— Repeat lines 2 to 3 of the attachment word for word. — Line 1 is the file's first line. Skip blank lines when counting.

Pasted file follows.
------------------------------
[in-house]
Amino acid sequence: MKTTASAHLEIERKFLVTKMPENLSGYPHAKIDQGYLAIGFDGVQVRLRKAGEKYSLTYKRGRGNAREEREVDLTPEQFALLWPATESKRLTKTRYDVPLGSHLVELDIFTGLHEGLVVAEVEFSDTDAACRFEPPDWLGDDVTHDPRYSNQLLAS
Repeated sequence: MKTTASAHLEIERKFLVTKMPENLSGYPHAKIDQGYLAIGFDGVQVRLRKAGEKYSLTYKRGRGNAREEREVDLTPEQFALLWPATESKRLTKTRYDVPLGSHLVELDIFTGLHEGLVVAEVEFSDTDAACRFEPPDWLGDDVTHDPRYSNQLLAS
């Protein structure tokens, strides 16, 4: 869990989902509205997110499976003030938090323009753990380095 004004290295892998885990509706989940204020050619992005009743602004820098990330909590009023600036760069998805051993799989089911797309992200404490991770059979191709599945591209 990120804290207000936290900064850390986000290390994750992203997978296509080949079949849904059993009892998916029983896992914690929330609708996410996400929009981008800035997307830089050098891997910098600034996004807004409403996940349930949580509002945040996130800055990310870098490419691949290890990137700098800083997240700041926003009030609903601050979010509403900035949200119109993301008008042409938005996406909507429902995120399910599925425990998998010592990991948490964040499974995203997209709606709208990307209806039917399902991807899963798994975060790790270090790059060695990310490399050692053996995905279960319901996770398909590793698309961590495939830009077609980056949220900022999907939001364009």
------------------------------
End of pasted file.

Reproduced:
Amino acid sequence: MKTTASAHLEIERKFLVTKMPENLSGYPHAKIDQGYLAIGFDGVQVRLRKAGEKYSLTYKRGRGNAREEREVDLTPEQFALLWPATESKRLTKTRYDVPLGSHLVELDIFTGLHEGLVVAEVEFSDTDAACRFEPPDWLGDDVTHDPRYSNQLLAS
Repeated sequence: MKTTASAHLEIERKFLVTKMPENLSGYPHAKIDQGYLAIGFDGVQVRLRKAGEKYSLTYKRGRGNAREEREVDLTPEQFALLWPATESKRLTKTRYDVPLGSHLVELDIFTGLHEGLVVAEVEFSDTDAACRFEPPDWLGDDVTHDPRYSNQLLAS